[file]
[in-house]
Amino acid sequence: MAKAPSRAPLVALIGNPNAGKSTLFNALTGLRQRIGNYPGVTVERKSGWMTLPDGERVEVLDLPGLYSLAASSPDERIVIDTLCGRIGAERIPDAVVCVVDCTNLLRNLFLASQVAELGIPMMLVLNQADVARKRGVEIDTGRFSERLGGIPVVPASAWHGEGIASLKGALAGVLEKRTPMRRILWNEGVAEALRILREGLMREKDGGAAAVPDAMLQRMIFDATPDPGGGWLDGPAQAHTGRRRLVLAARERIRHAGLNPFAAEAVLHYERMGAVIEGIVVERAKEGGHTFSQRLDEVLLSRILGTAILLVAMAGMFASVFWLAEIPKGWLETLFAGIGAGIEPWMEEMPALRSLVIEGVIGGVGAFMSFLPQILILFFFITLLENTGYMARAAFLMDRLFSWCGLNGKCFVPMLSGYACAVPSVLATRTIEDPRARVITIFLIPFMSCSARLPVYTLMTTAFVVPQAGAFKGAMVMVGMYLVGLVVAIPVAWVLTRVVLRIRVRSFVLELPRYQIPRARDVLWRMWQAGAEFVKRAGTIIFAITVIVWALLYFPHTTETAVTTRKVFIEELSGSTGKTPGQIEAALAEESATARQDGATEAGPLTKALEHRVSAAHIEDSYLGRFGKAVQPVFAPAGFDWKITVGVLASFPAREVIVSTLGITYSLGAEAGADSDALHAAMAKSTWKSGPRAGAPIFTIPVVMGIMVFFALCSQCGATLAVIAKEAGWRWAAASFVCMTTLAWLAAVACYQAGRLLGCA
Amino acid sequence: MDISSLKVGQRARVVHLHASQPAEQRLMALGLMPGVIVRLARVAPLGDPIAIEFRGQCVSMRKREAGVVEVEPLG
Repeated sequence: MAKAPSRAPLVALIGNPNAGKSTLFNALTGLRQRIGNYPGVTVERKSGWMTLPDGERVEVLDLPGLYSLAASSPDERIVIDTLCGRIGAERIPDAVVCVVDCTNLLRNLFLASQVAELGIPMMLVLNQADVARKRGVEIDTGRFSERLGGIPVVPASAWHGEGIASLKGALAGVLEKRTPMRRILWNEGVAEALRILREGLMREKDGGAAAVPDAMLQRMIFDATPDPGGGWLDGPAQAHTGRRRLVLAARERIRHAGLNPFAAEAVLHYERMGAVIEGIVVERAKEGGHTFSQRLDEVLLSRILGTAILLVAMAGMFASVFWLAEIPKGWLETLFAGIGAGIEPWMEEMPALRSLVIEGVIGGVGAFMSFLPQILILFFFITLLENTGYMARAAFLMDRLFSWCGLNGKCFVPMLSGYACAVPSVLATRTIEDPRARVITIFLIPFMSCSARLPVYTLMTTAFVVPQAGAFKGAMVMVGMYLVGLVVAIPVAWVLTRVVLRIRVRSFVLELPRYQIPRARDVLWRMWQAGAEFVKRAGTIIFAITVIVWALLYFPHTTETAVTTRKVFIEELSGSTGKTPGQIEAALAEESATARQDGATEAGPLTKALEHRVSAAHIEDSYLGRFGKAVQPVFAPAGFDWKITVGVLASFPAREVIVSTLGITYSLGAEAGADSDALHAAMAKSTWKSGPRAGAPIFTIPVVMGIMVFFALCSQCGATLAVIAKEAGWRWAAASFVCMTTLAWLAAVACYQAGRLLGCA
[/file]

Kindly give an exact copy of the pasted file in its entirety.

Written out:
[in-house]
Amino acid sequence: MAKAPSRAPLVALIGNPNAGKSTLFNALTGLRQRIGNYPGVTVERKSGWMTLPDGERVEVLDLPGLYSLAASSPDERIVIDTLCGRIGAERIPDAVVCVVDCTNLLRNLFLASQVAELGIPMMLVLNQADVARKRGVEIDTGRFSERLGGIPVVPASAWHGEGIASLKGALAGVLEKRTPMRRILWNEGVAEALRILREGLMREKDGGAAAVPDAMLQRMIFDATPDPGGGWLDGPAQAHTGRRRLVLAARERIRHAGLNPFAAEAVLHYERMGAVIEGIVVERAKEGGHTFSQRLDEVLLSRILGTAILLVAMAGMFASVFWLAEIPKGWLETLFAGIGAGIEPWMEEMPALRSLVIEGVIGGVGAFMSFLPQILILFFFITLLENTGYMARAAFLMDRLFSWCGLNGKCFVPMLSGYACAVPSVLATRTIEDPRARVITIFLIPFMSCSARLPVYTLMTTAFVVPQAGAFKGAMVMVGMYLVGLVVAIPVAWVLTRVVLRIRVRSFVLELPRYQIPRARDVLWRMWQAGAEFVKRAGTIIFAITVIVWALLYFPHTTETAVTTRKVFIEELSGSTGKTPGQIEAALAEESATARQDGATEAGPLTKALEHRVSAAHIEDSYLGRFGKAVQPVFAPAGFDWKITVGVLASFPAREVIVSTLGITYSLGAEAGADSDALHAAMAKSTWKSGPRAGAPIFTIPVVMGIMVFFALCSQCGATLAVIAKEAGWRWAAASFVCMTTLAWLAAVACYQAGRLLGCA
Amino acid sequence: MDISSLKVGQRARVVHLHASQPAEQRLMALGLMPGVIVRLARVAPLGDPIAIEFRGQCVSMRKREAGVVEVEPLG
Repeated sequence: MAKAPSRAPLVALIGNPNAGKSTLFNALTGLRQRIGNYPGVTVERKSGWMTLPDGERVEVLDLPGLYSLAASSPDERIVIDTLCGRIGAERIPDAVVCVVDCTNLLRNLFLASQVAELGIPMMLVLNQADVARKRGVEIDTGRFSERLGGIPVVPASAWHGEGIASLKGALAGVLEKRTPMRRILWNEGVAEALRILREGLMREKDGGAAAVPDAMLQRMIFDATPDPGGGWLDGPAQAHTGRRRLVLAARERIRHAGLNPFAAEAVLHYERMGAVIEGIVVERAKEGGHTFSQRLDEVLLSRILGTAILLVAMAGMFASVFWLAEIPKGWLETLFAGIGAGIEPWMEEMPALRSLVIEGVIGGVGAFMSFLPQILILFFFITLLENTGYMARAAFLMDRLFSWCGLNGKCFVPMLSGYACAVPSVLATRTIEDPRARVITIFLIPFMSCSARLPVYTLMTTAFVVPQAGAFKGAMVMVGMYLVGLVVAIPVAWVLTRVVLRIRVRSFVLELPRYQIPRARDVLWRMWQAGAEFVKRAGTIIFAITVIVWALLYFPHTTETAVTTRKVFIEELSGSTGKTPGQIEAALAEESATARQDGATEAGPLTKALEHRVSAAHIEDSYLGRFGKAVQPVFAPAGFDWKITVGVLASFPAREVIVSTLGITYSLGAEAGADSDALHAAMAKSTWKSGPRAGAPIFTIPVVMGIMVFFALCSQCGATLAVIAKEAGWRWAAASFVCMTTLAWLAAVACYQAGRLLGCA